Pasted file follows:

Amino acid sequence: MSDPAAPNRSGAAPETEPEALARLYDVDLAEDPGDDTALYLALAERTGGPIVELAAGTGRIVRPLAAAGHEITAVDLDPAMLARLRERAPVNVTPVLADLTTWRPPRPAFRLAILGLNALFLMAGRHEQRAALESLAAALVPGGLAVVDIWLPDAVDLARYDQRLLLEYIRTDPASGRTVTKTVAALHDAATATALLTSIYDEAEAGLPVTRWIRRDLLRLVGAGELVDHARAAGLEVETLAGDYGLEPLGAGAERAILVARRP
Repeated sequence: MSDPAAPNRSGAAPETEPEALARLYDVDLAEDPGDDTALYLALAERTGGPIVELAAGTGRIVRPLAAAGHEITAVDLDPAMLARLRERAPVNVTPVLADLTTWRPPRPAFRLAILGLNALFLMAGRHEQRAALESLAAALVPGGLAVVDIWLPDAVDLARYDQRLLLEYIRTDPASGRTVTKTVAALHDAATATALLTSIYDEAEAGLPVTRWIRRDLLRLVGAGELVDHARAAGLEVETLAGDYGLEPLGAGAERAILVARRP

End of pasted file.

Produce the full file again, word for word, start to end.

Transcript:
Amino acid sequence: MSDPAAPNRSGAAPETEPEALARLYDVDLAEDPGDDTALYLALAERTGGPIVELAAGTGRIVRPLAAAGHEITAVDLDPAMLARLRERAPVNVTPVLADLTTWRPPRPAFRLAILGLNALFLMAGRHEQRAALESLAAALVPGGLAVVDIWLPDAVDLARYDQRLLLEYIRTDPASGRTVTKTVAALHDAATATALLTSIYDEAEAGLPVTRWIRRDLLRLVGAGELVDHARAAGLEVETLAGDYGLEPLGAGAERAILVARRP
Repeated sequence: MSDPAAPNRSGAAPETEPEALARLYDVDLAEDPGDDTALYLALAERTGGPIVELAAGTGRIVRPLAAAGHEITAVDLDPAMLARLRERAPVNVTPVLADLTTWRPPRPAFRLAILGLNALFLMAGRHEQRAALESLAAALVPGGLAVVDIWLPDAVDLARYDQRLLLEYIRTDPASGRTVTKTVAALHDAATATALLTSIYDEAEAGLPVTRWIRRDLLRLVGAGELVDHARAAGLEVETLAGDYGLEPLGAGAERAILVARRP